Quote of the DayFebruary 8, 2012
Quote of the DayFebruary 9, 2012
Just when the Governor and the leadership of NJEA appeared to be mending some fences over issues like tenure reform and the Urban Hope Act, a foot-in-mouth moment for NJEA Executive President Vince Giordano has spawned a volley of sharp-edged repartee. And just now Ed. Comm. Cerf has released a statement that attacks NJEA’s leaders for minimizing NJ’s intractable achievement gap between whites and minorities.
Where to begin? Let’s start with Mr. Giordano’s Romney moment on N.J. Capitol Report, a political talk show. Giordano was asked a question about the Opportunity Scholarship Act, a voucher program that would provide corporate-sponsored scholarships to poor kids in a few of our poorest cities. Commenting about how the poor can’t always attend private and charter schools, Giordano said, “Life’s not always fair and I’m sorry about that.” (Star-Ledger)
Cringe. Extract foot from mouth. Gov. Christie, never one to not seize a moment, emoted,
“I cannot express how disgusted I am by that statement by the head of the largest teachers union in our state,” he said at a press conference in Westfield, “but I also have to tell you I’m not the least bit surprised because I think it so succinctly captures what their real position is.”
Then the governor took a personal swipe: “As Vince drives out of the palace on State Street in his big luxury car and his $500,000 salary. I’m sure life’s really fair for him, and if Vince’s kids were in a failing school district he could afford to send them to any school in New Jersey that could help them succeed.”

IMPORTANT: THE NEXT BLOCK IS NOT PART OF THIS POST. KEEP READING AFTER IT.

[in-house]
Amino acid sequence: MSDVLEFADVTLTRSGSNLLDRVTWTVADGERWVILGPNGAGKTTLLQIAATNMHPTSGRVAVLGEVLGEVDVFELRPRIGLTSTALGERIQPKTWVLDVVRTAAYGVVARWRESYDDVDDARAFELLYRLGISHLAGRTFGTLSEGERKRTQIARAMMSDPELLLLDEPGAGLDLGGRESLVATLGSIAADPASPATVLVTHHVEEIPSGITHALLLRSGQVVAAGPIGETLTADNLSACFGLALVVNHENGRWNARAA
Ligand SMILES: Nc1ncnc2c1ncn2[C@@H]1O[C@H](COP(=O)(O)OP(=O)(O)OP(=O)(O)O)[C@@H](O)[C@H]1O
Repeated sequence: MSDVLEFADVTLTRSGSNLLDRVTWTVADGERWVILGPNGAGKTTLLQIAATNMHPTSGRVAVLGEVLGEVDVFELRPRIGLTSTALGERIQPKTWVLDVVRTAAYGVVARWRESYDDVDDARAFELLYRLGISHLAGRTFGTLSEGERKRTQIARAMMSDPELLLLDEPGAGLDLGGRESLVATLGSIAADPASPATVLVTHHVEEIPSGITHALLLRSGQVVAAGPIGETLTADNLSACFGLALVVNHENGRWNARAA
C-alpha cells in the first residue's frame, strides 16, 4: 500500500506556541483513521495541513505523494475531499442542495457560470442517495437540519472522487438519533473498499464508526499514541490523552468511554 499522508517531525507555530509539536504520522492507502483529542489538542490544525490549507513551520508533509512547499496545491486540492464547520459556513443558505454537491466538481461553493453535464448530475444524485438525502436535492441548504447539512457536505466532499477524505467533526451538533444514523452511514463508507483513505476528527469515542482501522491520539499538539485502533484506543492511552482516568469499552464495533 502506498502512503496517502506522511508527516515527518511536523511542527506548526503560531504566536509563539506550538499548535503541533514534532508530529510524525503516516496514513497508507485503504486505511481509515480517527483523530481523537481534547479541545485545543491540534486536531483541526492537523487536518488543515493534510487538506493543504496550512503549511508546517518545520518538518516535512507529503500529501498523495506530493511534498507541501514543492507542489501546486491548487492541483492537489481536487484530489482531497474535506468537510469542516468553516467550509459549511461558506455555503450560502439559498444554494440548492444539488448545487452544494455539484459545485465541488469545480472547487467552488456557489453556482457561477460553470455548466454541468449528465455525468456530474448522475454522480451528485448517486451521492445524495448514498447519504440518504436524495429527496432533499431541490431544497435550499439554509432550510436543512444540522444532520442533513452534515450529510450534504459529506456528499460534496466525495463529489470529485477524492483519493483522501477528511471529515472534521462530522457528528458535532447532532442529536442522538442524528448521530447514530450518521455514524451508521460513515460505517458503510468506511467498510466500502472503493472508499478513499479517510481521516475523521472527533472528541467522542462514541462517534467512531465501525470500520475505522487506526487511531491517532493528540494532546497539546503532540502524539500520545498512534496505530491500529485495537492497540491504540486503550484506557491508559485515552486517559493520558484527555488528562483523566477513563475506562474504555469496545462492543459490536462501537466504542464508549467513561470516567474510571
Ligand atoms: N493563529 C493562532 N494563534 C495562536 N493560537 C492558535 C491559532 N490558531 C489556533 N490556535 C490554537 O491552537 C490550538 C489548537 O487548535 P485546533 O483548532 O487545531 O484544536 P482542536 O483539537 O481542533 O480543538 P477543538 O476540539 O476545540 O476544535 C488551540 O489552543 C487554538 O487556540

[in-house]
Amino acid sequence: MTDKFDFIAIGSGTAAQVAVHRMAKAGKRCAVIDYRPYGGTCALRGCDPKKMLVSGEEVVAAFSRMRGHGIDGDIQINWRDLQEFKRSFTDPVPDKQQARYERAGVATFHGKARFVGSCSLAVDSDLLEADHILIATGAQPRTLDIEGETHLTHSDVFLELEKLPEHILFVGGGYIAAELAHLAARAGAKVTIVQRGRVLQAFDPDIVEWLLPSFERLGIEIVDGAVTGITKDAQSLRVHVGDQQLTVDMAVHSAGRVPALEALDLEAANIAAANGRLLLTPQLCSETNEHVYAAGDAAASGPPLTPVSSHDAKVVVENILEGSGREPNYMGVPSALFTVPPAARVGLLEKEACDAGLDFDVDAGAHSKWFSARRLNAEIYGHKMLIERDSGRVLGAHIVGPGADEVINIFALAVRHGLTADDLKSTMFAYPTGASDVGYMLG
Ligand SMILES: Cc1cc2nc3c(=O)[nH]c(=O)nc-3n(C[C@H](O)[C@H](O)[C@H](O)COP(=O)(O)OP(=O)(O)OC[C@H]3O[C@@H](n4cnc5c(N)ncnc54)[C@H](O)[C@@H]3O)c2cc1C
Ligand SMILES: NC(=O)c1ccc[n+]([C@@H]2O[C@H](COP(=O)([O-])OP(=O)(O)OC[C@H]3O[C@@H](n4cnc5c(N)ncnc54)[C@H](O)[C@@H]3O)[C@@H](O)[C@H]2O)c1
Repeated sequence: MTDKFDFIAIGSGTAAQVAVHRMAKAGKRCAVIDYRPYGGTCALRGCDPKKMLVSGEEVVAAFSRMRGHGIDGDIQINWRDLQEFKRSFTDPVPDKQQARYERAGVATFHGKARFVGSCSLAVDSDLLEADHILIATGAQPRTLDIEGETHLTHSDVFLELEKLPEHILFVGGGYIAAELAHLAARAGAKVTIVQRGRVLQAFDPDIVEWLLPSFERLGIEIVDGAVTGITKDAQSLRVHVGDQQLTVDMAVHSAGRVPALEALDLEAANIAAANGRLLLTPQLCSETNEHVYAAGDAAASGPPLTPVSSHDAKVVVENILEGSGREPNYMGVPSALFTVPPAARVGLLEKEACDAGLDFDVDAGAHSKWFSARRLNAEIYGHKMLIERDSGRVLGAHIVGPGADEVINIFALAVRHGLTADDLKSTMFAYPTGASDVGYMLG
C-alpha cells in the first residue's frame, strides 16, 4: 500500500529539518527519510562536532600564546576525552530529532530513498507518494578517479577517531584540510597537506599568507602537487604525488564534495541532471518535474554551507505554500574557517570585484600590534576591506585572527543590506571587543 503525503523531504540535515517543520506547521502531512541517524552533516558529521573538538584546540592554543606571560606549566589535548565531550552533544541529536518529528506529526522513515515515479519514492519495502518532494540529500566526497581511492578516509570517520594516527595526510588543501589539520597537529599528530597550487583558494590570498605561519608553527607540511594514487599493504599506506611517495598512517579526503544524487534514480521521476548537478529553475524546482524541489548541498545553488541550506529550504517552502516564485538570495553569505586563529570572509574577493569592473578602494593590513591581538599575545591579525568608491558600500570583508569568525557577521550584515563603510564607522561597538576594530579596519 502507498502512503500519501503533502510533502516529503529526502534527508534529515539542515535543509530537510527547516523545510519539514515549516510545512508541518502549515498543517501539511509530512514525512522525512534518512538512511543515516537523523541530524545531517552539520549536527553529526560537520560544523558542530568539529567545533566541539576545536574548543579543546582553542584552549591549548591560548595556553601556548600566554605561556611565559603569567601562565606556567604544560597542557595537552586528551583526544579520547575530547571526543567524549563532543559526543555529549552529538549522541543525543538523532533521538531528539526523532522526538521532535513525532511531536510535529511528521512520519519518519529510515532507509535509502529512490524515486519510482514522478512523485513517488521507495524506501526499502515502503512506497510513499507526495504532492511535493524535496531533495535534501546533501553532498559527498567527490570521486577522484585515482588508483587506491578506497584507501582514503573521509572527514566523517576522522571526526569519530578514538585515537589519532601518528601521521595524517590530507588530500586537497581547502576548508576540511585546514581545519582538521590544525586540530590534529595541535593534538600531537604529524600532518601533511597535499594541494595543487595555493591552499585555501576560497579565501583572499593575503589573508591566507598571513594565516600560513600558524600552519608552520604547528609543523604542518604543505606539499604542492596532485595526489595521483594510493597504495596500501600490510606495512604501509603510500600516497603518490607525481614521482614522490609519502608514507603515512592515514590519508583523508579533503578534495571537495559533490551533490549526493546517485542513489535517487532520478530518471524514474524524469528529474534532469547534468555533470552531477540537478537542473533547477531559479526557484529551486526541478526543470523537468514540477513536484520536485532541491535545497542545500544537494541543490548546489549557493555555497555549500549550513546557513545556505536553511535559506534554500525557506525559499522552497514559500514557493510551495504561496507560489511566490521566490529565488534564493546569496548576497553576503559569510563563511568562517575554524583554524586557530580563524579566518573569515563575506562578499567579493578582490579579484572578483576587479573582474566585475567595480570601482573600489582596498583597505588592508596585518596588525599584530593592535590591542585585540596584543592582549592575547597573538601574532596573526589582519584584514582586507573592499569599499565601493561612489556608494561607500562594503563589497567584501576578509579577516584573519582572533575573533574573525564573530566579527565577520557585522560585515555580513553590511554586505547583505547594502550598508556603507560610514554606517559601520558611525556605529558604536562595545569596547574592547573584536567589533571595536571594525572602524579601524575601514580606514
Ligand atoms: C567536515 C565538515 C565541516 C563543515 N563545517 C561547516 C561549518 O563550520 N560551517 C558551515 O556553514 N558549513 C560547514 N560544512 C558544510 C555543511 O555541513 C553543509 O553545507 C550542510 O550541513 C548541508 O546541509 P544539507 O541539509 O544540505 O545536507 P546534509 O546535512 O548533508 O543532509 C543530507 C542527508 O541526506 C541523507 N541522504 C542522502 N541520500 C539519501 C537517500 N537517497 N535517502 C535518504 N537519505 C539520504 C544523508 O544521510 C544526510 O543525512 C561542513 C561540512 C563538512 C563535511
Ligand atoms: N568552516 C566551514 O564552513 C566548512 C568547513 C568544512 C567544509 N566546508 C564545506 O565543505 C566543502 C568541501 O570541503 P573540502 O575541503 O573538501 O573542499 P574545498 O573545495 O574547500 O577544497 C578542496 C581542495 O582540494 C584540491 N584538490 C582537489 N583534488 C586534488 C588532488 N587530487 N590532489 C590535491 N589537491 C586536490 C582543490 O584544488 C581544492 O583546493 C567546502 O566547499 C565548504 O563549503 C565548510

So the Governor demanded that NJEA President Barbara Keshishian fire Giordano. (Not sure she has that authority, but whatever.) NJEA was outraged: said spokesman Steve Wollmer, “He’s been demonizing us for two-and-a-half years now. This is an insult of the highest order.” And anyway, says Wollmer, Giordano doesn’t really make $500K because that figure includes benefits and also $127K in formula-based pension liability and “he doesn’t get to spend any of that on groceries.”
Someone call Meals on Wheels.
Giordano wrote an email:
NJEA’s record of support for urban education and disadvantaged children is unimpeachable. For decades, we have supported better funding for urban schools to promote equal educational opportunity, and school improvement efforts like universal preschool and literacy programs…We oppose vouchers (the OSA program) and other privatization programs because they will take resources from disadvantaged public schools and only exacerbate the challenges faced by students in those communities.
Now, OSA is structured in such a way as to pose no threat to the public district. And NJEA has other reasons for opposition to OSA, including the fact that private and parochial schools can be staffed by non-unionized teachers.
So let’s exorcise our inner drama queens for a moment because these histrionics actually point to an important issue, one that divides not only NJEA and Gov. Christie, but ed reformers as well. How does one measure the value of rescuing some small number of children from a bleak education system against the possible diminution of resources for the kids who remain stranded? Do the needs of the many outweigh the needs of the few? Or is that intrinsically unfair, given that wealthier parents never make that choice in NJ, because they can always move to a better district or send their kids to private school?